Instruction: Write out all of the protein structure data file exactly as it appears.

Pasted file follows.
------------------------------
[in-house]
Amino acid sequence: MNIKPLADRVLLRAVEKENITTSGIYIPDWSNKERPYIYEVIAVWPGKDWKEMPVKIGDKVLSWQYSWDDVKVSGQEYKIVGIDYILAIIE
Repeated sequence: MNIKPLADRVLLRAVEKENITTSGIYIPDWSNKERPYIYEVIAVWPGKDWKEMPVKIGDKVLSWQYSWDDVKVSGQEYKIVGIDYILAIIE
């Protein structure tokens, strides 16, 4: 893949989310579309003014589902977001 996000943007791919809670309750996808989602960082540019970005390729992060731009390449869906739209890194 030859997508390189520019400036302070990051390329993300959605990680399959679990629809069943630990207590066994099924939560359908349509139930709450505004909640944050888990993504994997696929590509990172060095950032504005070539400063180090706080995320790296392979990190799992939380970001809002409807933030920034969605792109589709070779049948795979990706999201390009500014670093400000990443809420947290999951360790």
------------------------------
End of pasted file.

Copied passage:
[in-house]
Amino acid sequence: MNIKPLADRVLLRAVEKENITTSGIYIPDWSNKERPYIYEVIAVWPGKDWKEMPVKIGDKVLSWQYSWDDVKVSGQEYKIVGIDYILAIIE
Repeated sequence: MNIKPLADRVLLRAVEKENITTSGIYIPDWSNKERPYIYEVIAVWPGKDWKEMPVKIGDKVLSWQYSWDDVKVSGQEYKIVGIDYILAIIE
């Protein structure tokens, strides 16, 4: 893949989310579309003014589902977001 996000943007791919809670309750996808989602960082540019970005390729992060731009390449869906739209890194 030859997508390189520019400036302070990051390329993300959605990680399959679990629809069943630990207590066994099924939560359908349509139930709450505004909640944050888990993504994997696929590509990172060095950032504005070539400063180090706080995320790296392979990190799992939380970001809002409807933030920034969605792109589709070779049948795979990706999201390009500014670093400000990443809420947290999951360790």